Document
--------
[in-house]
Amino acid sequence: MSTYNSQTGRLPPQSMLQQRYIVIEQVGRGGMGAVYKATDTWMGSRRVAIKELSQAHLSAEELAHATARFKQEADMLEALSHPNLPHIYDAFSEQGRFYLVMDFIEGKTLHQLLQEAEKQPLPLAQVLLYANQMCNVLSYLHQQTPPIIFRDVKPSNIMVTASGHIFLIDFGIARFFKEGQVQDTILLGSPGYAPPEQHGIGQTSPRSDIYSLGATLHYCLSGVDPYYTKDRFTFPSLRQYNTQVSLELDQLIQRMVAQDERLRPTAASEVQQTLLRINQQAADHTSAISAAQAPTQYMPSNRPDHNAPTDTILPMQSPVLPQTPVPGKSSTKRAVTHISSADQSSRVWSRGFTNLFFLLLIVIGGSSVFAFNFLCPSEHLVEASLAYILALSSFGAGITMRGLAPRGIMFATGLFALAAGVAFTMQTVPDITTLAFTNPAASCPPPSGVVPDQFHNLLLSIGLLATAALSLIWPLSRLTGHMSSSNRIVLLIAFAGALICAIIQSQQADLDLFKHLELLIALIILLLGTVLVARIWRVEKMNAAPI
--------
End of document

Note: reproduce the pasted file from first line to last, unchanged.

[in-house]
Amino acid sequence: MSTYNSQTGRLPPQSMLQQRYIVIEQVGRGGMGAVYKATDTWMGSRRVAIKELSQAHLSAEELAHATARFKQEADMLEALSHPNLPHIYDAFSEQGRFYLVMDFIEGKTLHQLLQEAEKQPLPLAQVLLYANQMCNVLSYLHQQTPPIIFRDVKPSNIMVTASGHIFLIDFGIARFFKEGQVQDTILLGSPGYAPPEQHGIGQTSPRSDIYSLGATLHYCLSGVDPYYTKDRFTFPSLRQYNTQVSLELDQLIQRMVAQDERLRPTAASEVQQTLLRINQQAADHTSAISAAQAPTQYMPSNRPDHNAPTDTILPMQSPVLPQTPVPGKSSTKRAVTHISSADQSSRVWSRGFTNLFFLLLIVIGGSSVFAFNFLCPSEHLVEASLAYILALSSFGAGITMRGLAPRGIMFATGLFALAAGVAFTMQTVPDITTLAFTNPAASCPPPSGVVPDQFHNLLLSIGLLATAALSLIWPLSRLTGHMSSSNRIVLLIAFAGALICAIIQSQQADLDLFKHLELLIALIILLLGTVLVARIWRVEKMNAAPI